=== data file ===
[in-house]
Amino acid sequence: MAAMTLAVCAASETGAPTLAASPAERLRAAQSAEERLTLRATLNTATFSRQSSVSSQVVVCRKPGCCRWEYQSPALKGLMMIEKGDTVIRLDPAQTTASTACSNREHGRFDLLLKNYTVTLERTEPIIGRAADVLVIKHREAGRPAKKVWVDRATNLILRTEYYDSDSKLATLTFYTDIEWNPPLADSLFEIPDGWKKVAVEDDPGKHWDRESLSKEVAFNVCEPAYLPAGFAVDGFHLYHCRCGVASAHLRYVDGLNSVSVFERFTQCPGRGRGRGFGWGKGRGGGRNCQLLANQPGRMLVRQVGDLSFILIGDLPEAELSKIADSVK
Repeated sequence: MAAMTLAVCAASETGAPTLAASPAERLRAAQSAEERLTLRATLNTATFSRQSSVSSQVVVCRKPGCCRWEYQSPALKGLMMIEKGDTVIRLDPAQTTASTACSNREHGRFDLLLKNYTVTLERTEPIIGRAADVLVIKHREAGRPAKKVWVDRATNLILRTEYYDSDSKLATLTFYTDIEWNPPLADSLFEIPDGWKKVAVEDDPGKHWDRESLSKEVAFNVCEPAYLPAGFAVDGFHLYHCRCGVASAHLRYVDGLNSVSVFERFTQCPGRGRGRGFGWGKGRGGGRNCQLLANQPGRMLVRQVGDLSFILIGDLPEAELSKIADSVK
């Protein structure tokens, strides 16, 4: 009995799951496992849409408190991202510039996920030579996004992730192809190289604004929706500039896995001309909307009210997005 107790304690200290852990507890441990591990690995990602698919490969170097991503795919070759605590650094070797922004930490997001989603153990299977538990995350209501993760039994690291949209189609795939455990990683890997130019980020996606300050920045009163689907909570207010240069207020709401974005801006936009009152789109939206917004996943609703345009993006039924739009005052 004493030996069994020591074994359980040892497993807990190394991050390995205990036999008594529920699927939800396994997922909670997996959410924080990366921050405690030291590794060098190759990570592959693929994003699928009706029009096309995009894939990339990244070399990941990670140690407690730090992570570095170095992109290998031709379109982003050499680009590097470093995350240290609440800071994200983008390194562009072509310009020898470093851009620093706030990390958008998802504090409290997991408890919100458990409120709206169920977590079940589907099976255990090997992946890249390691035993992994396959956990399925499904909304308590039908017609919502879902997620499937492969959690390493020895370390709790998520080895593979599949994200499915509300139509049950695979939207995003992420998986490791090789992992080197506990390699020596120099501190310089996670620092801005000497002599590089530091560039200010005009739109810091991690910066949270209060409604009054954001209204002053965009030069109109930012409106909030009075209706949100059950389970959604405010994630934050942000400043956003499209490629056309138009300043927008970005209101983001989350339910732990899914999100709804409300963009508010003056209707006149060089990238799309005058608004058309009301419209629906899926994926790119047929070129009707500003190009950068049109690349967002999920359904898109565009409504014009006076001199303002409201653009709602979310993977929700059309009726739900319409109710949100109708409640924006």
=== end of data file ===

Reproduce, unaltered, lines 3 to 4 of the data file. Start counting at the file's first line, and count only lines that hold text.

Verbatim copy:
Repeated sequence: MAAMTLAVCAASETGAPTLAASPAERLRAAQSAEERLTLRATLNTATFSRQSSVSSQVVVCRKPGCCRWEYQSPALKGLMMIEKGDTVIRLDPAQTTASTACSNREHGRFDLLLKNYTVTLERTEPIIGRAADVLVIKHREAGRPAKKVWVDRATNLILRTEYYDSDSKLATLTFYTDIEWNPPLADSLFEIPDGWKKVAVEDDPGKHWDRESLSKEVAFNVCEPAYLPAGFAVDGFHLYHCRCGVASAHLRYVDGLNSVSVFERFTQCPGRGRGRGFGWGKGRGGGRNCQLLANQPGRMLVRQVGDLSFILIGDLPEAELSKIADSVK
């Protein structure tokens, strides 16, 4: 009995799951496992849409408190991202510039996920030579996004992730192809190289604004929706500039896995001309909307009210997005 107790304690200290852990507890441990591990690995990602698919490969170097991503795919070759605590650094070797922004930490997001989603153990299977538990995350209501993760039994690291949209189609795939455990990683890997130019980020996606300050920045009163689907909570207010240069207020709401974005801006936009009152789109939206917004996943609703345009993006039924739009005052 004493030996069994020591074994359980040892497993807990190394991050390995205990036999008594529920699927939800396994997922909670997996959410924080990366921050405690030291590794060098190759990570592959693929994003699928009706029009096309995009894939990339990244070399990941990670140690407690730090992570570095170095992109290998031709379109982003050499680009590097470093995350240290609440800071994200983008390194562009072509310009020898470093851009620093706030990390958008998802504090409290997991408890919100458990409120709206169920977590079940589907099976255990090997992946890249390691035993992994396959956990399925499904909304308590039908017609919502879902997620499937492969959690390493020895370390709790998520080895593979599949994200499915509300139509049950695979939207995003992420998986490791090789992992080197506990390699020596120099501190310089996670620092801005000497002599590089530091560039200010005009739109810091991690910066949270209060409604009054954001209204002053965009030069109109930012409106909030009075209706949100059950389970959604405010994630934050942000400043956003499209490629056309138009300043927008970005209101983001989350339910732990899914999100709804409300963009508010003056209707006149060089990238799309005058608004058309009301419209629906899926994926790119047929070129009707500003190009950068049109690349967002999920359904898109565009409504014009006076001199303002409201653009709602979310993977929700059309009726739900319409109710949100109708409640924006």